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Calls to Worship

Christian Focus has recently published an interesting little book titled, Calls to Worship: A Pocket Resource, by Robert Vasholz. I was interested in this book because I think we fail to think enough about how Scripture can function as a true call to worship.
Bryan Chappell in the foreword makes an excellent point:

“The call to worship is not simply a perfunctory greeting of human cordiality, but is at once a weighty responsibility and a joyful privilege.” (10)

“With a scriptural call to worship God invites us by his Word to join the worship of the ages and angels. God does not simply invite us to a party of friends, or a lecture on religion, or a concert of sacred music – he invites us into the presence of the King of the Universe before whom all creation will bow and for whom all heaven now sings. With the call to worship God’s people are invited to participate in the wondrous praise that already and eternally enraptures the hosts of heaven. This awesome news and great privilege should be reflected with appropriate enthusiasm and joy by the worship leader in the call to worship. Such a call will typically lead directly into a corporate or choral hymn of praise as God’s people respond to the blessings of worship into which they are called. A well-planned call to worship often reflects the theme of the service or the nature [of] the occasion so that the remaining elements of service are a natural outflow of, and response to, the content of the call.” (11)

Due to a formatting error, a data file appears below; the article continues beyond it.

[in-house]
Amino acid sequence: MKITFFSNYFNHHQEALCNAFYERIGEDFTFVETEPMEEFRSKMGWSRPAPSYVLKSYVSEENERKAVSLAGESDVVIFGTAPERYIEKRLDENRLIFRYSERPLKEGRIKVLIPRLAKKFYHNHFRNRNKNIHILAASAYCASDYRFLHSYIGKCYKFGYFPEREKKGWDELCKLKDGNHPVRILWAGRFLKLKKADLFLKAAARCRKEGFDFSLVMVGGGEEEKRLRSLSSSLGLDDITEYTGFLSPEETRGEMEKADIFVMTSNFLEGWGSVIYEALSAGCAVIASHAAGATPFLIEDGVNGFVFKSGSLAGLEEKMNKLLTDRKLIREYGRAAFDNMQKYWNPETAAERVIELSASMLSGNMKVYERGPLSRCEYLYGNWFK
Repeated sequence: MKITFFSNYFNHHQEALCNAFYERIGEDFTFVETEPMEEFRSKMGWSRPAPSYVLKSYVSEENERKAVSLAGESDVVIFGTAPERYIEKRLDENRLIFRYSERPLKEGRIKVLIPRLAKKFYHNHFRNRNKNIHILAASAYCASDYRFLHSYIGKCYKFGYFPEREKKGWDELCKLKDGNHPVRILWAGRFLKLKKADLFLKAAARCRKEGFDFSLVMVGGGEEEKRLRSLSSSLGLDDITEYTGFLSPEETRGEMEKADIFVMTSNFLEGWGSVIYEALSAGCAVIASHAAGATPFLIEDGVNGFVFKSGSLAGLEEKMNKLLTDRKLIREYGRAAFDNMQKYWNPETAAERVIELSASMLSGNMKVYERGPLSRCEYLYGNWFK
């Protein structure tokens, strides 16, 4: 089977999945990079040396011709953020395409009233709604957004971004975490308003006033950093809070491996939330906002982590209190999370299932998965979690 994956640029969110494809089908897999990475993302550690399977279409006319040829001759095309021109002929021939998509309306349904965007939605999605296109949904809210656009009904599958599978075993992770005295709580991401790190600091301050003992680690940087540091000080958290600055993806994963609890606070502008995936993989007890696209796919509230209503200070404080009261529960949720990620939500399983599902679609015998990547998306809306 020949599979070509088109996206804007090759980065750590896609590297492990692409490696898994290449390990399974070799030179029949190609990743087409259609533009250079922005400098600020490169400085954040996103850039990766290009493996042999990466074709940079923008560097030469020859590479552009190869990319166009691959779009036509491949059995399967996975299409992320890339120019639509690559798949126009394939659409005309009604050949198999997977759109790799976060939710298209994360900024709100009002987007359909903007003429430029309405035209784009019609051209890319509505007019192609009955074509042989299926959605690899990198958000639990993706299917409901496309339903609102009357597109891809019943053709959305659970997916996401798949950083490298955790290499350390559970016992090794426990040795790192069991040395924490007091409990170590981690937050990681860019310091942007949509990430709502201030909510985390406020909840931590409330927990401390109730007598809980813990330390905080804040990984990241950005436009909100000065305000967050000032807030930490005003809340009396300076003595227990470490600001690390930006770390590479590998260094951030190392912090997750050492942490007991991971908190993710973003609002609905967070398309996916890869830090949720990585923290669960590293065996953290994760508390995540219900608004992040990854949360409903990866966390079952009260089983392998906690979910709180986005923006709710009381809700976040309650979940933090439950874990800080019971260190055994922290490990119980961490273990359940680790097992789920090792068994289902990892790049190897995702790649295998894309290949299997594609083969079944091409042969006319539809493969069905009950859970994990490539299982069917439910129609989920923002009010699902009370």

The book then contains brief (typically two to three lines) calls to worship using biblical language and suited to various occasions in the church. These will no doubt be helpful to many. What I had hoped for, however, particularly after the comments quoted from the foreword, was suggestions about specific direct texts which could be used for calls to worship. I prefer to use full texts (complete Psalms, or discrete portions of scripture) as calls to worship.

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